While Alberta is currently meeting the threshold for moving to Step 2 under the four-step plan for lifting restrictions, chief medical officer of health Dr. Deena Hinshaw says that a decision won’t be made before March 1 on whether or not to move to that next step.
Under “A Path Forward,” which was announced by Premier Jason Kenney in late January, Alberta would begin easing more restrictions provided the province hit a threshold of fewer than 450 hospitalizations (including Albertans in the ICU) by March 1.
Currently, there are 324 Albertans in hospital and 53 in the ICU, which adds up to 377 Albertans in total. That is 73 below the threshold.
However, Hinshaw said some growing case numbers in recent days has prompted the Alberta government to take the full three weeks to assess the data and decide on the best way forward.
“No decisions will be made on Step 2 prior to March 1, at the earliest,” she said. “We are being cautious as it is too early to say if this recent increase is significant or a temporary pause in the strong downward trend we have seen over the past several months.”
Under Step 2, restrictions would potentially be eased on retail stores, banquet halls, community halls, conference centres and hotels.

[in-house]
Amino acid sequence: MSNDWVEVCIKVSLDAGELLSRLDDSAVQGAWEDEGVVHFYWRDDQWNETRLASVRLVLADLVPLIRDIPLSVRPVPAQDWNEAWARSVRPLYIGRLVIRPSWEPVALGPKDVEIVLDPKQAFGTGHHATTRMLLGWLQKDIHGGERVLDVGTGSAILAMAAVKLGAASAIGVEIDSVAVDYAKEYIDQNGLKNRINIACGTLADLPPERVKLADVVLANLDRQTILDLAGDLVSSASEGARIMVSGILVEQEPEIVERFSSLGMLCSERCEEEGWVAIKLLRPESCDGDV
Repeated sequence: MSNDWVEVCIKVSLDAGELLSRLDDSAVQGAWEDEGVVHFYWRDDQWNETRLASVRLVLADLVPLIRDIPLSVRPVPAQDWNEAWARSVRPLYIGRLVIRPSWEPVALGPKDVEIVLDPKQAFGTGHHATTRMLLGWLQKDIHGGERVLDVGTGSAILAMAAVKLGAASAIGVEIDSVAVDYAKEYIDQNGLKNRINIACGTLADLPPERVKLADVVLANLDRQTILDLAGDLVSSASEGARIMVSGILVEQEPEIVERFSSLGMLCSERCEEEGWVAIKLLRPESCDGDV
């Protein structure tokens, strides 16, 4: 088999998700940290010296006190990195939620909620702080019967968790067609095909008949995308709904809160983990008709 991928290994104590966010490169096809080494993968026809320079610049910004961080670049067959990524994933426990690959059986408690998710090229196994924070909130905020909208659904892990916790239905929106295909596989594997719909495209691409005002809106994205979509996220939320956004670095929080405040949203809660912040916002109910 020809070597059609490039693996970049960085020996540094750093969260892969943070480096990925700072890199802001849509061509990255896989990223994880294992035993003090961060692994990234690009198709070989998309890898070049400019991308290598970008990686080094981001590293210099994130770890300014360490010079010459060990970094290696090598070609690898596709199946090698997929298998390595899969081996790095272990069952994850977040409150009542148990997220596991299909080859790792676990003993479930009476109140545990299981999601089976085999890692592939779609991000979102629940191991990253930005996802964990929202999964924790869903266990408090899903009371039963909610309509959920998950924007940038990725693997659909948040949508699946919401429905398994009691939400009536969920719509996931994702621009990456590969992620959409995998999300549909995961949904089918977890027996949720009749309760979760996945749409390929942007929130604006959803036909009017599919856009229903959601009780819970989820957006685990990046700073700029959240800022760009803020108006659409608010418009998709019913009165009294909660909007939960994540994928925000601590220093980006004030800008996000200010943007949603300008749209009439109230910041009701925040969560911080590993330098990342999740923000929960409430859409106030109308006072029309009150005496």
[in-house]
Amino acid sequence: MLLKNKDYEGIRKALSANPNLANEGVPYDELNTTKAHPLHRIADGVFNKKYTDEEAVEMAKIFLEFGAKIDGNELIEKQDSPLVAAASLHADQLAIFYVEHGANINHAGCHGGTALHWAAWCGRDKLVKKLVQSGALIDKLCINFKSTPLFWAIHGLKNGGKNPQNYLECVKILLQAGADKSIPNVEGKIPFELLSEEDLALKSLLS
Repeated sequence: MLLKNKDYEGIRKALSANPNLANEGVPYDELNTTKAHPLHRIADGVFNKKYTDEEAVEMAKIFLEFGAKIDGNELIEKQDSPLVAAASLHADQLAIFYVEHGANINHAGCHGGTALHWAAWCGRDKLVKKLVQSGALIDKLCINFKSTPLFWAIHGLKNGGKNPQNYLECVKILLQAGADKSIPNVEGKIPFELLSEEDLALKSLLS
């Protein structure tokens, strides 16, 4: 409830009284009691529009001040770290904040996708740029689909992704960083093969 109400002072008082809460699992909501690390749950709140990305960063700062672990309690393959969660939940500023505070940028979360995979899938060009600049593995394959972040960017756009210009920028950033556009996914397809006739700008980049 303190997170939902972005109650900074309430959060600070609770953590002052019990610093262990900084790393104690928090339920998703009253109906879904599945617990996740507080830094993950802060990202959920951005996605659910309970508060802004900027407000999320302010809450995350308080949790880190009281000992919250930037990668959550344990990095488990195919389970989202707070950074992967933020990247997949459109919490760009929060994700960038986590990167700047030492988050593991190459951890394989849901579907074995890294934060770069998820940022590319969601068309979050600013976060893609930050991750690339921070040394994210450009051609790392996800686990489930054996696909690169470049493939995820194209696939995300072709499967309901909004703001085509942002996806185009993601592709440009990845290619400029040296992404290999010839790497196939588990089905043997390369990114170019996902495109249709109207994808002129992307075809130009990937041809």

There would also be further easing of restrictions on indoor fitness and children’s sports and performance.
The Feb. 21 update also came with some good news regarding cases at various types of health care facilities, which Hinshaw said is the result of the public health measures and Alberta’s immunization program.
Hinshaw said there has been a 92 per cent decrease in active COVID-19 cases at long-term care facilities since Dec. 27, 2020, when there was a high of 776 active cases. As of Feb. 20, there is only 63 active cases.
Likewise, the number of outbreaks at long-term care facilities has dropped from 74 on Dec. 20 to just five on Feb. 16.
A similar decline has been seen at designated supportive living facilities. She said there has been an 88 per cent decrease in active cases at those facilities since the peak of more than 1,300 cases seen on Christmas Day.
As well, the number of outbreaks at acute care facilities have dropped from 27 at the start of January to eight.
“We must celebrate good news when we can, if only as a reminder that the sacrifices of so many are making a difference,” Hinshaw said.
Hinshaw also reported that of the 289 cases of the COVID-19 variants identified in the province, they have all been found in the Calgary, Edmonton and Central Zones.
That means there are no identified cases of the more infectious variants in the North Zone, which encompasses Athabasca, Barrhead and Westlock.